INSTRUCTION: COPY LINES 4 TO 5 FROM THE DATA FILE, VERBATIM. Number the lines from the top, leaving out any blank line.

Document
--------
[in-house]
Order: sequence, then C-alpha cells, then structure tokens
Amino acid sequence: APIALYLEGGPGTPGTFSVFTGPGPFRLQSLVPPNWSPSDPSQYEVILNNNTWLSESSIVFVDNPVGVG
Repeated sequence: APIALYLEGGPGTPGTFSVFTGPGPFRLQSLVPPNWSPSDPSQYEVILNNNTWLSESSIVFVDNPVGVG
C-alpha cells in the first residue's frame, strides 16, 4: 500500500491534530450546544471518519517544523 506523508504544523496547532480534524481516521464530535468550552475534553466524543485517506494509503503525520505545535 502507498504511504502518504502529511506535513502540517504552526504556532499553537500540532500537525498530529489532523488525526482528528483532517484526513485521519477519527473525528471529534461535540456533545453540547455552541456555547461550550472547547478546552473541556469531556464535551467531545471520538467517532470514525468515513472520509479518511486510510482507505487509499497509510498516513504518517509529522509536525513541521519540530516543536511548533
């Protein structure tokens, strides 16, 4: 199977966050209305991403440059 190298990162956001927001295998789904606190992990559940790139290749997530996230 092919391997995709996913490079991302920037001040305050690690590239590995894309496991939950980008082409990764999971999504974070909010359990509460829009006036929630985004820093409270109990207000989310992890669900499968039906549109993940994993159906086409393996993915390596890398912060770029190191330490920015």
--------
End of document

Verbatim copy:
Repeated sequence: APIALYLEGGPGTPGTFSVFTGPGPFRLQSLVPPNWSPSDPSQYEVILNNNTWLSESSIVFVDNPVGVG
C-alpha cells in the first residue's frame, strides 16, 4: 500500500491534530450546544471518519517544523 506523508504544523496547532480534524481516521464530535468550552475534553466524543485517506494509503503525520505545535 502507498504511504502518504502529511506535513502540517504552526504556532499553537500540532500537525498530529489532523488525526482528528483532517484526513485521519477519527473525528471529534461535540456533545453540547455552541456555547461550550472547547478546552473541556469531556464535551467531545471520538467517532470514525468515513472520509479518511486510510482507505487509499497509510498516513504518517509529522509536525513541521519540530516543536511548533